So this has been one of those great weeks for me: the book finally in my hands, four sweet long days with my little daughter Izzy in Austin, Inauguration Day, and tonight, in an hour or so, the premiere of the fifth season of Lost.
Lost (and also The Wire) has been one of the main reasons why I haven’t been blogging about movies as much. I’m not a big fan of television at all, so I myself am surprised about the amount of time and energy I’ve invested in these two shows in the last three months. (I consumed all four seasons of Lost in a little less than two months, bloodshot eyes be damned.) I suspect part of it has to do with the sprawling, sequential nature of both serials, but even that seems to be a fairly new development. (My friend Ben was wondering whether the popularity of Mexican and Korean soap operas around the world had influenced this reimagining of what television audiences could handle; I’d like to think that The X-Files‘ shifting between their mythology arcs and stand-alone Scooby-Doo episodes had something to do with it as well.)
Sitcoms, of course, were almost always episodic in nature; Larry David’s misadventures on one episode of Curb Your Enthusiasm didn’t necessarily have any consequences in the succeeding one. My favorite dramas back in the day — St. Elsewhere, Miami Vice, Hill Street Blues — did follow particular character developments, but one could still dip into an episode (of any season) more or less at random. (My favorite show of the ’90s, the brilliant Homicide: Life on the Street, briefly flirted with a continuous, solid story arc in its first season before adopting a more conventional episodic structure. It would return to this in the fifth season upon the introduction of Erik Todd Dellums — also in The Wire and the son of this feller — but by then the magic of the first three seasons had dissipated.)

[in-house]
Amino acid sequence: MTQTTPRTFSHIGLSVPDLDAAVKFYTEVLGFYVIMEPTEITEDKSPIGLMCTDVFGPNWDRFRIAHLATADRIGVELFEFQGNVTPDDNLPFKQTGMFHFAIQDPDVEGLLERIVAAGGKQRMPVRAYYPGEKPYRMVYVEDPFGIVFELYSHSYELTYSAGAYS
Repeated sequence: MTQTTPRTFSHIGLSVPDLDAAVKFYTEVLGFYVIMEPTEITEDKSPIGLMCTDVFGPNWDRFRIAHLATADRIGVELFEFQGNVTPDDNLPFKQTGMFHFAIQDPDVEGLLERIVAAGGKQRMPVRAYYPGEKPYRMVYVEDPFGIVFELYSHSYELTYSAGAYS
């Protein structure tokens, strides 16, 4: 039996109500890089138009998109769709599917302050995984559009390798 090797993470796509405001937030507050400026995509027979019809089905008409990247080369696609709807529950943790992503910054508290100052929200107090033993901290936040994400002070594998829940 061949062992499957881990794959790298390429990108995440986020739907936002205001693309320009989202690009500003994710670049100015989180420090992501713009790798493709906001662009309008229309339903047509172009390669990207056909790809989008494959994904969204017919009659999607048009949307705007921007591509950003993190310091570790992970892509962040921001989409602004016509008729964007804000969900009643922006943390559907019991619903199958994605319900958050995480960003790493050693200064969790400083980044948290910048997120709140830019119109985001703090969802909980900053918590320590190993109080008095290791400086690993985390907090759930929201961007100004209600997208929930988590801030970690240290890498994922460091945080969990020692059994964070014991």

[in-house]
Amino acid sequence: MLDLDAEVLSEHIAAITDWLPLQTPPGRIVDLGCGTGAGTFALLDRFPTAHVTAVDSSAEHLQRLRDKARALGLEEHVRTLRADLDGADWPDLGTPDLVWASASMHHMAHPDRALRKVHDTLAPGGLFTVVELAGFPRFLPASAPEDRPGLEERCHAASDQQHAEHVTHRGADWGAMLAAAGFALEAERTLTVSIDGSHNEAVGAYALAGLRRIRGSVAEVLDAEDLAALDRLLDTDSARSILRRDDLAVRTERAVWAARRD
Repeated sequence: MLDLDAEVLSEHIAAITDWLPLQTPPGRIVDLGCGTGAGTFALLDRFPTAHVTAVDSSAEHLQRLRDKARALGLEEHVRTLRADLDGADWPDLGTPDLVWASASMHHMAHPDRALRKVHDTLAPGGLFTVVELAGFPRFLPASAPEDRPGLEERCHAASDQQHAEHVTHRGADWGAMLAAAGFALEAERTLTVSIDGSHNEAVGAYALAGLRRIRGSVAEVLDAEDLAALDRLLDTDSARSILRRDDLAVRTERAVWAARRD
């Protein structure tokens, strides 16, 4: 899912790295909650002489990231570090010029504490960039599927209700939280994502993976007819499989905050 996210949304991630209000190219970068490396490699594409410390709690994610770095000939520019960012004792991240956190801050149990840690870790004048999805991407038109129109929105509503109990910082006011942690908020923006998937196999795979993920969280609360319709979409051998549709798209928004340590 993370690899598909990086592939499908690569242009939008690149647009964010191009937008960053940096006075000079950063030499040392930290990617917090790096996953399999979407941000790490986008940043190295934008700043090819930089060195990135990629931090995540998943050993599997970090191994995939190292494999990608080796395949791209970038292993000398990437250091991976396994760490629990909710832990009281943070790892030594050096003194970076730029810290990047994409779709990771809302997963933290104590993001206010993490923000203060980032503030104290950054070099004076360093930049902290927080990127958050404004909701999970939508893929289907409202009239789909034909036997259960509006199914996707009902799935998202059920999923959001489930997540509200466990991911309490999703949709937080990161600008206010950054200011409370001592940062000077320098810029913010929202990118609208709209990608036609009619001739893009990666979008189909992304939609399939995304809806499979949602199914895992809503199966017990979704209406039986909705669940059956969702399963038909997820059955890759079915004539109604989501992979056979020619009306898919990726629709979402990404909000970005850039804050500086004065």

In contrast, Lost and The Wire aren’t audience-friendly at all; drop in mid-season, and all the clues, the references, the consequences of decisions made, are lost on you. Even The Wire doesn’t always have a story arc within a particular episode (it seems to just end once it hits the 50-minute mark); it doesn’t even “reboot” itself every season, as it were (like another favorite from the ’80s, Wiseguy). Both require a certain degree of commitment, a kind of labor on the audience’s part, and perhaps that is what makes them work.
What has honestly surprised me are the narrative possibilities inherent in the medium: the opportunity to deepen the audience’s knowledge of and relationship with the characters, with a luxury feature films simply don’t possess in the same breadth. Was it always like this? Why have I now become so invested in the fates of Locke and Ben and Sayid and Juliet and Omar and McNulty and Greggs? Is it simply the caliber of writing, with better writers attracted to the medium at this point in time, or were David Starsky and Jack Tripper and Kelly Garrett really never allowed to have fuller lives?
I think I can explain it this way, though: for myself, there was an emotional angle as well. In these unstable times, in a year when careers and savings and jobs and everything else were so vulnerable, one could at least be sure that Jack and Kate, or Bunk and Avon, would be there week after week, or at least one click of the remote away.